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With more than 84% of women experiencing painful periods, there’s no wonder why “that time of the month” is filled with negative connotations. As someone who doesn’t fall into the 84% percent noted in that study, I can still attest to factors like age, stress, and lifestyle affecting my menstrual cycle and the way I experience my periods. Gone are the days when my symptoms peaked at salty and sweet cravings, and in its wake, I’ve been introduced to cramping, low estrogen levels, and a heavier flow than I’ve experienced in all my years of having a period. Where I used to look at my periods as a time of the month when was indifferent, I am now feeling the effects and I can only imagine how the other 84% of women reporting period pain go through (more power to y’all, for real).

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For years, well into adulthood, I was horrible at tracking menstruation. The signs would be there but I was not attuned and attentive to what was going on with my body. At some point during the pandemic, I started gardening and using menstrual blood to fertilize my plants. That was the catalyst for my interest in menstruation, but just a mild interest in the way that I tend to live. And during this brief period of piqued interest, I for some reason was prompted to look into tracking my period based on the lunar cycle.

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Ironically enough—considering the way the word begins—the love-hate relationship that we have with menstruation is comparable to the way in which we navigate the world of men. It’s very much “can’t live with it, can’t live without it” vibes when it comes to women and their cycles. But the older I get, the more I learn to hate that time of the month a little less. A lot of my learning to embrace my period has come with learning the fun, interesting, and “witchy” stuff while discovering more natural, in-tune ways of minimizing the pain in my ass (those cramps know no bounds) amongst other places.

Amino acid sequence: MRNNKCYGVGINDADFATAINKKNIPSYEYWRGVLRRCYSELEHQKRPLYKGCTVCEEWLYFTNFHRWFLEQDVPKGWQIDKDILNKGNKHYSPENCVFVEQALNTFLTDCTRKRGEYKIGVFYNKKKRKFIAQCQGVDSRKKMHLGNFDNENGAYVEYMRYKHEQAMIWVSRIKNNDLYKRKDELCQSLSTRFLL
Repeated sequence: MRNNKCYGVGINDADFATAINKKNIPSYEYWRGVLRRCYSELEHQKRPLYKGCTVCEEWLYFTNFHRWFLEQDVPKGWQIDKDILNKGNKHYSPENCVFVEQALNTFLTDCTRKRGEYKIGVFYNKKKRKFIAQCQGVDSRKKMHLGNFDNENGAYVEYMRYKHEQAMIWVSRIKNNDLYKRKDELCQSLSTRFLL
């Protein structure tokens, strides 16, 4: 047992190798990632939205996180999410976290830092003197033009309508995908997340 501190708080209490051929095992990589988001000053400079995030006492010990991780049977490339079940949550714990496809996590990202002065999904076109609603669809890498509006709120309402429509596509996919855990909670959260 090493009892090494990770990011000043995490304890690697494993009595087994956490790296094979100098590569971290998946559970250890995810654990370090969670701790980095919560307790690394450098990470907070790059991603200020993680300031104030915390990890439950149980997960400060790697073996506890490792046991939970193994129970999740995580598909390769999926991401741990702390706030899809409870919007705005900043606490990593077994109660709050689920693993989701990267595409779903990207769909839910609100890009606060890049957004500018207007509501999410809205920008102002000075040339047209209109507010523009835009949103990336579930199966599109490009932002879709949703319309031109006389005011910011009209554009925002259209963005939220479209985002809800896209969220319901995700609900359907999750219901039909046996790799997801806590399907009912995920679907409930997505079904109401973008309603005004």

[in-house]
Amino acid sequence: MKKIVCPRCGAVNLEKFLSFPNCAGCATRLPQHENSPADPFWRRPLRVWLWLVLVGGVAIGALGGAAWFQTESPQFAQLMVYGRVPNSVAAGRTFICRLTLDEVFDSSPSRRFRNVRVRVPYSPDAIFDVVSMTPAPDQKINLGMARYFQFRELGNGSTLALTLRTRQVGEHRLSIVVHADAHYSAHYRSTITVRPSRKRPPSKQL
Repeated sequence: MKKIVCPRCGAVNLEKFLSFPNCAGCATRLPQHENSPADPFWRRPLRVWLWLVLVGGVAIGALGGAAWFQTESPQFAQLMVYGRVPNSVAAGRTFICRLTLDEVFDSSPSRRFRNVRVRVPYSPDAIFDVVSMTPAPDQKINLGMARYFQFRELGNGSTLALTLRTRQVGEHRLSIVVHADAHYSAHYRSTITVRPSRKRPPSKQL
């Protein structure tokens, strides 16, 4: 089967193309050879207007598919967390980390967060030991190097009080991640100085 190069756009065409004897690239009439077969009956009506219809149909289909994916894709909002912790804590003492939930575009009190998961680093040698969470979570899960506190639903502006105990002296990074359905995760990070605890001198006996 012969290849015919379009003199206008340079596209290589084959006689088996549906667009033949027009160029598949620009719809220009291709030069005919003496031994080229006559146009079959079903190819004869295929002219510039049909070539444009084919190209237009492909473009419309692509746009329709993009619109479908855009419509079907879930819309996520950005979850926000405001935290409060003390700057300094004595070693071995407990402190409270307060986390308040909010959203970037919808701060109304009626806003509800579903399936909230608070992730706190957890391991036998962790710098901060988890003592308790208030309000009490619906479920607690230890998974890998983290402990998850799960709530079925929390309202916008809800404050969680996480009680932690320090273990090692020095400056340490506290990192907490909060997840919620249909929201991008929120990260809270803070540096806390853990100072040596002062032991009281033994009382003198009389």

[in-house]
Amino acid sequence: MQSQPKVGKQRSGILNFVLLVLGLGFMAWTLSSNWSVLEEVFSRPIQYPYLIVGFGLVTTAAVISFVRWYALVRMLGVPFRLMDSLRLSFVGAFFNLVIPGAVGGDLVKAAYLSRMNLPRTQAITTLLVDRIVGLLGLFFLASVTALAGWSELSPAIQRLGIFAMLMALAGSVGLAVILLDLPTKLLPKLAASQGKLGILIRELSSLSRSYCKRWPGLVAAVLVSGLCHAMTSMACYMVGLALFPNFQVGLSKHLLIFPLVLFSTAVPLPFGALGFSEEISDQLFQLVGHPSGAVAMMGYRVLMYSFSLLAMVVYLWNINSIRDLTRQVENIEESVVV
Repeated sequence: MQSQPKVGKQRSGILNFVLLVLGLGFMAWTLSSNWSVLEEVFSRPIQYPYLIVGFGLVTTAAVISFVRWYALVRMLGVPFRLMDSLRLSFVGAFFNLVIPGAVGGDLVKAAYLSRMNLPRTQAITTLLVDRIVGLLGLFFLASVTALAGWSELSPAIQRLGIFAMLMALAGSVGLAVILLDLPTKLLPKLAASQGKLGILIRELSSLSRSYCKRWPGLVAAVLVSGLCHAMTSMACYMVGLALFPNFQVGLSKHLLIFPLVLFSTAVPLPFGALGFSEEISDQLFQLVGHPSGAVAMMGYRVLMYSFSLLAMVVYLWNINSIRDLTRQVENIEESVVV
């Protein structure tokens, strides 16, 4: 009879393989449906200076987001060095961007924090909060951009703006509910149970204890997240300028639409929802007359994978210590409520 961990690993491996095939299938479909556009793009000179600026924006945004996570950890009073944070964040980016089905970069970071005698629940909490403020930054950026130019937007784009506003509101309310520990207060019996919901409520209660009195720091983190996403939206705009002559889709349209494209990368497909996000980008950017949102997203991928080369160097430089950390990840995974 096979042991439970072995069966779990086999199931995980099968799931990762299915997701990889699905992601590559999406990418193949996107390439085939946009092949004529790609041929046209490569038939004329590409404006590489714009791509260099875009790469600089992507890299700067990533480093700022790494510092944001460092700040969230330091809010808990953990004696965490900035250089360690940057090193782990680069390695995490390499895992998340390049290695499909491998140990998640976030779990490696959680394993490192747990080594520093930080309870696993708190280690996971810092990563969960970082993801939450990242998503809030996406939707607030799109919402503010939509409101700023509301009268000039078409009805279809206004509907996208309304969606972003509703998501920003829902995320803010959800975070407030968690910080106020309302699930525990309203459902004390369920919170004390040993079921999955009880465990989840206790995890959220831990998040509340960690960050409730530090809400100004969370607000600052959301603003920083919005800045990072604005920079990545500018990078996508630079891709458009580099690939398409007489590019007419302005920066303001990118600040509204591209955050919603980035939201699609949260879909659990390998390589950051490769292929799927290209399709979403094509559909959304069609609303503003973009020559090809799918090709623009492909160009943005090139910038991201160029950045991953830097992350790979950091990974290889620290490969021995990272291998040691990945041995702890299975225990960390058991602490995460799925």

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Wellness seems to be the "it" buzzword of the day, but it's not something to take lightly. As Black women, it's important to be able to tap into what keeps us happy, mentally balanced, and all-around good. And while beauty and fashion are important aspects of life, there are a few trends we all should at least consider in order to not only stay on top of what keeps us ticking, but also upgrade out of the obligatory coach seat of that wellness journey.

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Back when I was touring heavily and the topic of my abstinence journey would come up, it never failed that, during the Q&A portion, someone would ask me how they could effectively attempt, at least a few months of being "eggplant free". Something that I would share, consistently so, is "watch who you're around when you're ovulating" — you know, when it's that time of the month when an egg is released from one of your ovaries and it has about 48 hours to be fertilized by somebody's son's sperm (this typically happens around the 14th day if you're on a 28-day menstrual cycle or 4-5 days before or after the midpoint of your period). Why was that my advice?

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Do we blame Eve for biting the apple? Did God curse women with periods because Eve partook in the forbidden fruit? This word-of-mouth story has been passed down for generations by mothers to daughters and in this game of telephone it seems that we developed "The Miseducation of Cycles." Welp, it's time to spread the truth about the menstruation cycle and the two most important phases — menstruation and ovulation.

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